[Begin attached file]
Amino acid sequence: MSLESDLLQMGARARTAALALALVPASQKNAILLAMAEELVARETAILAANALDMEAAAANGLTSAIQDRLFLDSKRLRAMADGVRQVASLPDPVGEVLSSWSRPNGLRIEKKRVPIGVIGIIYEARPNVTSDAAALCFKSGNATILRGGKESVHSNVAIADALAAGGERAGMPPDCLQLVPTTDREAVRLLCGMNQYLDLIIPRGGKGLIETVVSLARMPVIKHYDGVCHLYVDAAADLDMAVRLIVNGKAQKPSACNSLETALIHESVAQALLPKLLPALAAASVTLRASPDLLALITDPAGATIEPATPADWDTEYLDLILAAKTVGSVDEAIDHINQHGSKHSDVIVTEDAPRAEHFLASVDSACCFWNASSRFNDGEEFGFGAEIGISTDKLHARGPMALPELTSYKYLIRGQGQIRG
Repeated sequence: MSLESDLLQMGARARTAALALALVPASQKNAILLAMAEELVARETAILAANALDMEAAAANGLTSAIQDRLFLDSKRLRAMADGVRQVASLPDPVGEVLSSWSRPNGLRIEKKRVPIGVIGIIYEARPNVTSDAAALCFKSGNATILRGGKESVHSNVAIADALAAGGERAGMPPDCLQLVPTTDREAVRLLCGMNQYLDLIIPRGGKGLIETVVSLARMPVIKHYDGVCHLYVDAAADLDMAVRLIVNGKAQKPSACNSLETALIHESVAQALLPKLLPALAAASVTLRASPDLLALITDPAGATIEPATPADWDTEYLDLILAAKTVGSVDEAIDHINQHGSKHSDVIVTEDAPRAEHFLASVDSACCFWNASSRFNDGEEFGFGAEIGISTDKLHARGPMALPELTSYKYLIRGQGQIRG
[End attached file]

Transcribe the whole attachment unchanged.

Amino acid sequence: MSLESDLLQMGARARTAALALALVPASQKNAILLAMAEELVARETAILAANALDMEAAAANGLTSAIQDRLFLDSKRLRAMADGVRQVASLPDPVGEVLSSWSRPNGLRIEKKRVPIGVIGIIYEARPNVTSDAAALCFKSGNATILRGGKESVHSNVAIADALAAGGERAGMPPDCLQLVPTTDREAVRLLCGMNQYLDLIIPRGGKGLIETVVSLARMPVIKHYDGVCHLYVDAAADLDMAVRLIVNGKAQKPSACNSLETALIHESVAQALLPKLLPALAAASVTLRASPDLLALITDPAGATIEPATPADWDTEYLDLILAAKTVGSVDEAIDHINQHGSKHSDVIVTEDAPRAEHFLASVDSACCFWNASSRFNDGEEFGFGAEIGISTDKLHARGPMALPELTSYKYLIRGQGQIRG
Repeated sequence: MSLESDLLQMGARARTAALALALVPASQKNAILLAMAEELVARETAILAANALDMEAAAANGLTSAIQDRLFLDSKRLRAMADGVRQVASLPDPVGEVLSSWSRPNGLRIEKKRVPIGVIGIIYEARPNVTSDAAALCFKSGNATILRGGKESVHSNVAIADALAAGGERAGMPPDCLQLVPTTDREAVRLLCGMNQYLDLIIPRGGKGLIETVVSLARMPVIKHYDGVCHLYVDAAADLDMAVRLIVNGKAQKPSACNSLETALIHESVAQALLPKLLPALAAASVTLRASPDLLALITDPAGATIEPATPADWDTEYLDLILAAKTVGSVDEAIDHINQHGSKHSDVIVTEDAPRAEHFLASVDSACCFWNASSRFNDGEEFGFGAEIGISTDKLHARGPMALPELTSYKYLIRGQGQIRG